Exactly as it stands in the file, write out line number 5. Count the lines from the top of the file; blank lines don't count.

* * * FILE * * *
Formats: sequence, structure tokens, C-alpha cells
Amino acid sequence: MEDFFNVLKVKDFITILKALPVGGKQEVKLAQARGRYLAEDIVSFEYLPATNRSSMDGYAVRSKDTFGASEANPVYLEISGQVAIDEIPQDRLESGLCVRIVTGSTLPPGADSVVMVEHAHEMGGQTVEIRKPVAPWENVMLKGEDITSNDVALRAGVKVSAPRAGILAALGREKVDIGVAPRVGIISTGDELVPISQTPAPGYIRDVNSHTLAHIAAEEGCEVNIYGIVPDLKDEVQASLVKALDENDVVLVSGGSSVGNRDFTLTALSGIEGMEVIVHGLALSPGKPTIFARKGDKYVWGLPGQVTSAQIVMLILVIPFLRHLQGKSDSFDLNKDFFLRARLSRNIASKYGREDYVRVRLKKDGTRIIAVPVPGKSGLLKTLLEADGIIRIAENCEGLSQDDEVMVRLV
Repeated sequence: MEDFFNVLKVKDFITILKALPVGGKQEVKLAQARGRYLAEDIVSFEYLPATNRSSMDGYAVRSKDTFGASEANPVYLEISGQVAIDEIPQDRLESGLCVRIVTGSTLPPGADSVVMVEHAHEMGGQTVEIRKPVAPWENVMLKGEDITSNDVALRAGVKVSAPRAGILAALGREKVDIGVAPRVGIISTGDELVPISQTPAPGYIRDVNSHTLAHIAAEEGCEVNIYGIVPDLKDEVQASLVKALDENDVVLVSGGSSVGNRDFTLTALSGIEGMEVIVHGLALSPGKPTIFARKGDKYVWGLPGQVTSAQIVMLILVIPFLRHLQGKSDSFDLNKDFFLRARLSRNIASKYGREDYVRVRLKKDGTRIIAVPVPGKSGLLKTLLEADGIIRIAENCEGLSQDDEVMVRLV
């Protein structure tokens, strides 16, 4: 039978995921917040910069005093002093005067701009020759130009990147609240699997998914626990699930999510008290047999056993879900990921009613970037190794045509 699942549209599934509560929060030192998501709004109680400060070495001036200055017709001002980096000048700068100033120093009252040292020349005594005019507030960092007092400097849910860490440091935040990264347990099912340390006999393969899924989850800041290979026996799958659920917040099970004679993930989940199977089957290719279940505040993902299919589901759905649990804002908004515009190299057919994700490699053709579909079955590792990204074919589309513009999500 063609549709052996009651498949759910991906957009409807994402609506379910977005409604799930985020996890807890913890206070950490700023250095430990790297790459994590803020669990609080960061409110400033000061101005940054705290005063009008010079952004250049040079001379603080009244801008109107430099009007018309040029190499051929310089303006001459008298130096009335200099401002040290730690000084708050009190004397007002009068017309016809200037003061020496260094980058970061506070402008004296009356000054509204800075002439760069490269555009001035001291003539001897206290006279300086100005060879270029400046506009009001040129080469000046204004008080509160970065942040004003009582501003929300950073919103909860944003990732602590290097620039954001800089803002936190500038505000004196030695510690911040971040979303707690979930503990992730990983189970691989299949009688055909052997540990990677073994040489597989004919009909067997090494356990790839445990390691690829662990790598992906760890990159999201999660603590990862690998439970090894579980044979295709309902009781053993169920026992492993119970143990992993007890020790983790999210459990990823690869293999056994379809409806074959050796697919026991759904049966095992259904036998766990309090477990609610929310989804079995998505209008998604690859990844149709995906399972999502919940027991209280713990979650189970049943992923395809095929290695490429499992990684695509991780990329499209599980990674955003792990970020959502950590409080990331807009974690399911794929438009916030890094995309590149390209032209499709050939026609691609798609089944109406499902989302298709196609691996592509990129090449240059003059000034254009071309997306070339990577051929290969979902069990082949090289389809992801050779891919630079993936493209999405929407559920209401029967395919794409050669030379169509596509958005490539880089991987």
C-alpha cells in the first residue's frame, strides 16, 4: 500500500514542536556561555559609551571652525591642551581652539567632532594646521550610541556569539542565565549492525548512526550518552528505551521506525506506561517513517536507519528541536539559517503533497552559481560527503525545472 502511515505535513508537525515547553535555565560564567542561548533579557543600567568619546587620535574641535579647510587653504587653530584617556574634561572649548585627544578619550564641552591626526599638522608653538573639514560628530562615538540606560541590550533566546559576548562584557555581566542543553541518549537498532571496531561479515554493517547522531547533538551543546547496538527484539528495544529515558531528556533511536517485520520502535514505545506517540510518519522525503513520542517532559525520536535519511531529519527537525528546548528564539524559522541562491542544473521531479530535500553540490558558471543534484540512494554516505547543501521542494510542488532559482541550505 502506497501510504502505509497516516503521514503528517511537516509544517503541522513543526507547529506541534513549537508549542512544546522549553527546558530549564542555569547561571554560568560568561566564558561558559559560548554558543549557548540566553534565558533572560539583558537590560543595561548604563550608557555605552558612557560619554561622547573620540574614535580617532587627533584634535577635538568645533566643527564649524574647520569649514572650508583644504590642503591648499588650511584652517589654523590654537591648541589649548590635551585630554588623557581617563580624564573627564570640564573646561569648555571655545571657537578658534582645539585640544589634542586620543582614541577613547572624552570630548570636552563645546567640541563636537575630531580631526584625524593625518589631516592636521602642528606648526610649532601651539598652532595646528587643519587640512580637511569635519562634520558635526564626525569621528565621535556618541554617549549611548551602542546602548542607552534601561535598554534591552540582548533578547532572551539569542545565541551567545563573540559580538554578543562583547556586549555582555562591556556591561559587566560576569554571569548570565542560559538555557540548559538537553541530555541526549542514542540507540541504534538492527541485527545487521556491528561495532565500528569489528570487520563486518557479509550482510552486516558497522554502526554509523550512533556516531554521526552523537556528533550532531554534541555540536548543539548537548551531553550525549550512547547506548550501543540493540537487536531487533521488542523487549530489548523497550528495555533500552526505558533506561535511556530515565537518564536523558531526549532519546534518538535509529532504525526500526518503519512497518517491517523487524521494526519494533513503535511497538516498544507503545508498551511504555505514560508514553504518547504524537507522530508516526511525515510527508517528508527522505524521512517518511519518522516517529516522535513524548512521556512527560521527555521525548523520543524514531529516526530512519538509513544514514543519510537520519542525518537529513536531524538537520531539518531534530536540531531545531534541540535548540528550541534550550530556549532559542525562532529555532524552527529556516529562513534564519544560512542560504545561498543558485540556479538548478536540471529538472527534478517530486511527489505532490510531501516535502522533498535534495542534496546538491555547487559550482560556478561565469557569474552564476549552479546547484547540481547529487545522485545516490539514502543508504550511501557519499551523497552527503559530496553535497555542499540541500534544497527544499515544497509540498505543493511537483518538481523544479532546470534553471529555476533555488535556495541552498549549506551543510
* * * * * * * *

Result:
C-alpha cells in the first residue's frame, strides 16, 4: 500500500514542536556561555559609551571652525591642551581652539567632532594646521550610541556569539542565565549492525548512526550518552528505551521506525506506561517513517536507519528541536539559517503533497552559481560527503525545472 502511515505535513508537525515547553535555565560564567542561548533579557543600567568619546587620535574641535579647510587653504587653530584617556574634561572649548585627544578619550564641552591626526599638522608653538573639514560628530562615538540606560541590550533566546559576548562584557555581566542543553541518549537498532571496531561479515554493517547522531547533538551543546547496538527484539528495544529515558531528556533511536517485520520502535514505545506517540510518519522525503513520542517532559525520536535519511531529519527537525528546548528564539524559522541562491542544473521531479530535500553540490558558471543534484540512494554516505547543501521542494510542488532559482541550505 502506497501510504502505509497516516503521514503528517511537516509544517503541522513543526507547529506541534513549537508549542512544546522549553527546558530549564542555569547561571554560568560568561566564558561558559559560548554558543549557548540566553534565558533572560539583558537590560543595561548604563550608557555605552558612557560619554561622547573620540574614535580617532587627533584634535577635538568645533566643527564649524574647520569649514572650508583644504590642503591648499588650511584652517589654523590654537591648541589649548590635551585630554588623557581617563580624564573627564570640564573646561569648555571655545571657537578658534582645539585640544589634542586620543582614541577613547572624552570630548570636552563645546567640541563636537575630531580631526584625524593625518589631516592636521602642528606648526610649532601651539598652532595646528587643519587640512580637511569635519562634520558635526564626525569621528565621535556618541554617549549611548551602542546602548542607552534601561535598554534591552540582548533578547532572551539569542545565541551567545563573540559580538554578543562583547556586549555582555562591556556591561559587566560576569554571569548570565542560559538555557540548559538537553541530555541526549542514542540507540541504534538492527541485527545487521556491528561495532565500528569489528570487520563486518557479509550482510552486516558497522554502526554509523550512533556516531554521526552523537556528533550532531554534541555540536548543539548537548551531553550525549550512547547506548550501543540493540537487536531487533521488542523487549530489548523497550528495555533500552526505558533506561535511556530515565537518564536523558531526549532519546534518538535509529532504525526500526518503519512497518517491517523487524521494526519494533513503535511497538516498544507503545508498551511504555505514560508514553504518547504524537507522530508516526511525515510527508517528508527522505524521512517518511519518522516517529516522535513524548512521556512527560521527555521525548523520543524514531529516526530512519538509513544514514543519510537520519542525518537529513536531524538537520531539518531534530536540531531545531534541540535548540528550541534550550530556549532559542525562532529555532524552527529556516529562513534564519544560512542560504545561498543558485540556479538548478536540471529538472527534478517530486511527489505532490510531501516535502522533498535534495542534496546538491555547487559550482560556478561565469557569474552564476549552479546547484547540481547529487545522485545516490539514502543508504550511501557519499551523497552527503559530496553535497555542499540541500534544497527544499515544497509540498505543493511537483518538481523544479532546470534553471529555476533555488535556495541552498549549506551543510